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Del Mar nonprofit appears in award-winning PBS Series

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Shuar tribal member Amable and Nature & Culture President Matt Clark at Waterfall of the Gods, a sacred symbol and ritual place for the Shuar.
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The Del Mar-based nonprofit Nature and Culture International is being featured in a special episode of the PBS series The Visionaries for its critical work in saving the environment. The episode is called “Guardians of the Forest” and will air on Saturday, April 20 on KPBS2 at 5 p.m. The Visionaries is an award-winning public television documentary series hosted by acclaimed actor Sam Waterston of Law & Order fame. The documentary series highlights the rarely told stories of nonprofit organizations all around the world that are working to make a difference in their community and beyond.

Nature and Culture International was started in the early 1990s because of a trip that Ivan Gayler, a San Diego businessman, made to South America with his daughter. Flying over the Amazon, he saw a web of logging roads and fires burning down lush forests.

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Nature & Culture works in diverse ecosystems, such as the Amazon rainforest, home to fascinating creatures such as the arboreal three-toed sloth, a species that evolved 40 million years ago. Courtesy

“I was in tears for a couple hours, seeing the last great ecosystem of our planet disappearing before my eyes,” he recalls.

The sight moved him to form the nonprofit, and since then the small but mighty organization has helped to preserve 17 million acres of tropical rain forest and biodiverse ecosystems in South America and Mexico. Consolidated, that’s an area almost eight times the size of Yellowstone National Park. That translates to at least a billion tons of carbon kept out of the atmosphere.

Those same acres are home to thousands of species, many of them not yet known to science. Matthew Clark, president and CEO of Nature and Culture International, gives an example of the density of new species. “Ecuador is about the size of Colorado and it has 70 percent more bird species than all of North America. These ecosystems are packed; they are so biodiverse.”

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The Visionaries film crew crossing the Nangaritza River in southern Ecuador. Courtesy

Clark lived in Ecuador with his family for three and a half years starting in 2015, working in communications and fundraising for NCI before becoming president and CEO in 2018.

“I’ve loved Latin America since doing volunteer work in Mexico in college. But I was specifically drawn to Nature and Culture by the community-based ethos,” Clark said. “There’s a commitment throughout the organization to listen carefully to local communities and what they want and need, and to treat them as equal partners. The organization feels very egalitarian to me. I like that.”

Clark played the role of translator for the filming of “Guardians of the Forest” since the interviewer and producer, Jody Santos, didn’t speak Spanish. He admits that being able to tell the personal stories of people the organization has helped is the most heartwarming for him.

“Just last Saturday,” he recounts, “I met a young woman named Fernanda Tiwi in the Shuar village of Kiim. The Shuar are one of Ecuador’s 13 indigenous nationalities. Fernanda had been selected to study agronomy at a university in Costa Rica based on her traditional ecological knowledge of Shuar gardens called ajas. Fernanda learned from her mother, Rosa Tiwi, whom Nature and Culture partnered with on a project to promote Shuar ajas. So in some small way, it feels like we helped support Fernanda’s university success.”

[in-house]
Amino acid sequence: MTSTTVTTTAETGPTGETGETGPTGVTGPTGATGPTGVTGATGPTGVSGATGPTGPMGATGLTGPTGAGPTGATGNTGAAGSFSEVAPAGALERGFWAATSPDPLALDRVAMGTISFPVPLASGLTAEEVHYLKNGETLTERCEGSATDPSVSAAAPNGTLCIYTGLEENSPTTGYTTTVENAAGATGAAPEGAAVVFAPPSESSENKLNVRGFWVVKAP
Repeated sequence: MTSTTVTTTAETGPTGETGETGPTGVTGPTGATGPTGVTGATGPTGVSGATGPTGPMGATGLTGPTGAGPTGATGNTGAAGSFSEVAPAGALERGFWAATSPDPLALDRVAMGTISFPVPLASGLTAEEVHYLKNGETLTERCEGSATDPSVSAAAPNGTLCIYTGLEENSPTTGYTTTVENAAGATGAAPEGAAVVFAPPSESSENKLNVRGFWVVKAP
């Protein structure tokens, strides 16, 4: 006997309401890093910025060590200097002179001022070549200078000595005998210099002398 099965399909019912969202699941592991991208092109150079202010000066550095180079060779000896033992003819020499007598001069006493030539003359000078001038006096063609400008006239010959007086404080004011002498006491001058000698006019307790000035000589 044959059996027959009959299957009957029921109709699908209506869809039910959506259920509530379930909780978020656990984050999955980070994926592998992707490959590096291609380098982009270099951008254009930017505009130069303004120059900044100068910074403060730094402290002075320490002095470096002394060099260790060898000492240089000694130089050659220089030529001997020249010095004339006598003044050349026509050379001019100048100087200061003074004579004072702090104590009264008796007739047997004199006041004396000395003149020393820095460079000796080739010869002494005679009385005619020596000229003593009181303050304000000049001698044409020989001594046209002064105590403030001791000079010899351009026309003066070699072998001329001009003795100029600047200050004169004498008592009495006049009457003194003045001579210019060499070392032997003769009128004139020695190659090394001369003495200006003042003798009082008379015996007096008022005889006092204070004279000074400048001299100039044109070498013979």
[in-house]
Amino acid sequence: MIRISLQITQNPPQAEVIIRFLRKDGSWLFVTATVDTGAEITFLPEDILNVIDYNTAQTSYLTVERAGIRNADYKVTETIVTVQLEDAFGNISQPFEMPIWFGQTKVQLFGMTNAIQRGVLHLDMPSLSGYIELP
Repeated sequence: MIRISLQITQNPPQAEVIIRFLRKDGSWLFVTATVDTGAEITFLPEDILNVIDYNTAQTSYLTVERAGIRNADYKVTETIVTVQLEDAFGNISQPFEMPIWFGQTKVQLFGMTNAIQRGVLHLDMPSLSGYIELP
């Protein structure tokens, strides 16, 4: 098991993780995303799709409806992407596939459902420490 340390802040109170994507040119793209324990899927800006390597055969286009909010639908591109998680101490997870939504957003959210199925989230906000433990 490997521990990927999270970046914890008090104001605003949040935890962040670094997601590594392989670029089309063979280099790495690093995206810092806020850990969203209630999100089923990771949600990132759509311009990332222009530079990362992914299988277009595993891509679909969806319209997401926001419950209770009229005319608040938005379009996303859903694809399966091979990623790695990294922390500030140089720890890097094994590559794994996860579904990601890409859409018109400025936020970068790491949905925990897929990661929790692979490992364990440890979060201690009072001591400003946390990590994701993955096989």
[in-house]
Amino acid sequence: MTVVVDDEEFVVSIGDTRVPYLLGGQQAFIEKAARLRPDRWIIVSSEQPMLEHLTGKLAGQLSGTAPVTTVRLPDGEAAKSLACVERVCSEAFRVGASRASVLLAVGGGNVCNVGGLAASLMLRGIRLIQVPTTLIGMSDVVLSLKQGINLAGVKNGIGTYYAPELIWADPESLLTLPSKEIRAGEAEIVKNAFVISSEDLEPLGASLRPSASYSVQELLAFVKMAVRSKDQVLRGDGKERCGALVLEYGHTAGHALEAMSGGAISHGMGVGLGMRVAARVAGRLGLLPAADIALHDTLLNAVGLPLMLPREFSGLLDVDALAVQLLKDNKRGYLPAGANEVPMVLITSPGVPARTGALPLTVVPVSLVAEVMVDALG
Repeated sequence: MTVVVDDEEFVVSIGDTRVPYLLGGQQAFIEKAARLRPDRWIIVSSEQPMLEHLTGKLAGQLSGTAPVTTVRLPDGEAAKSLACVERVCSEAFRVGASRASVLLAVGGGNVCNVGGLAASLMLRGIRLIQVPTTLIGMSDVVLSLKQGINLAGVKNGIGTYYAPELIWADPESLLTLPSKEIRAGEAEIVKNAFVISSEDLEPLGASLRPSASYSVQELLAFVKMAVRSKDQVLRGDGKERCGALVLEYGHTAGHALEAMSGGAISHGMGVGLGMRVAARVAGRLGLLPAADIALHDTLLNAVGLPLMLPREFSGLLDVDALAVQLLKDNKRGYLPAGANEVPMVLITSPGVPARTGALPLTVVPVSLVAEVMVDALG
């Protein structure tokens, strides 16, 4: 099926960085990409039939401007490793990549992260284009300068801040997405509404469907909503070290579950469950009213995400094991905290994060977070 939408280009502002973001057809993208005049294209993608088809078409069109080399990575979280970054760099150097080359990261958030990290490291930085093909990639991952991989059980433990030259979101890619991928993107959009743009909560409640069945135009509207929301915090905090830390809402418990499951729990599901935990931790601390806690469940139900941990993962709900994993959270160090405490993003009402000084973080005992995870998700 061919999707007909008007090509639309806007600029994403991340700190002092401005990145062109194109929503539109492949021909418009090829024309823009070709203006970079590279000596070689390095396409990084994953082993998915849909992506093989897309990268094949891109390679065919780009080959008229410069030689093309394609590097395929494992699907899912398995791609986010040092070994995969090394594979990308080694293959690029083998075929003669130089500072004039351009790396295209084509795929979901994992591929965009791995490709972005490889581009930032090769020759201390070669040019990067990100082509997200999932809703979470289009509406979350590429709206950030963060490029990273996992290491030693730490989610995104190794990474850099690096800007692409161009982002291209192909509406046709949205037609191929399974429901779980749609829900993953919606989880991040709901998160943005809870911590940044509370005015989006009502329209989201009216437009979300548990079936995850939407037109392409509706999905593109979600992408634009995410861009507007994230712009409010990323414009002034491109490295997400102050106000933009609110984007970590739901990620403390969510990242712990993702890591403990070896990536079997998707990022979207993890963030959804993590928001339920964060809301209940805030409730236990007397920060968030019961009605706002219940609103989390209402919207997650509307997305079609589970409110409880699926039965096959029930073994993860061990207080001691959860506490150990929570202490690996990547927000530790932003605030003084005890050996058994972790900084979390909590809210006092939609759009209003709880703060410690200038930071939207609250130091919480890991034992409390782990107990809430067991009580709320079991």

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With the support of their donors, Nature & Culture has protected over 17 million acres of threatened ecosystems in Latin America. Courtesy

When asked what the most pressing environmental problem is right now globally, Clark does not hesitate in his answer. “Climate change, without a doubt, both for the U.S. and globally. I believe it will affect everyone on the planet and every aspect of life, in ways we don’t fathom. Tropical deforestation counts for about 20 percent of annual global greenhouse gas emissions. So saving tropical forests is a big part of any climate change solution, and it’s why those 17 million acres are so important.”

Why should we care? As our ecosystems erode, they stop functioning properly. If too much pressure is put on them, they no longer provide clean water, clean air, climate regulation, functioning soils or pollination. “Can you imagine a world without bees?” Clark questions. “How are we going to eat?”

Clark explains why he’s so passionate about these issues. “Because people I love depend on and deserve clean water, healthy air and a comfortable climate. And because so much of my joy, peace and sense of wonder has come from nature. I want to save that for all the children being born now.”

The PBS episode will air nationally, and Clark and all board and staff members at Nature and Culture International hope the segment helps to educate thousands of people as to why tropical forests are important even here in the United States. He hopes people realize that the Amazon rain forest is big enough that it actually impacts climate change in this country.

“After watching the show, I hope people visit our website to learn more about what we are doing and how they can help,” Clark says. “And if they aren’t already, I hope they get involved in conservation and climate change mitigation in their own backyards as well.”

The Visionaries episode, “Guardians of the Forest,” airs April 20 at 5 p.m. on KPBS2. To learn more about the nonprofit, go to natureandculture.org.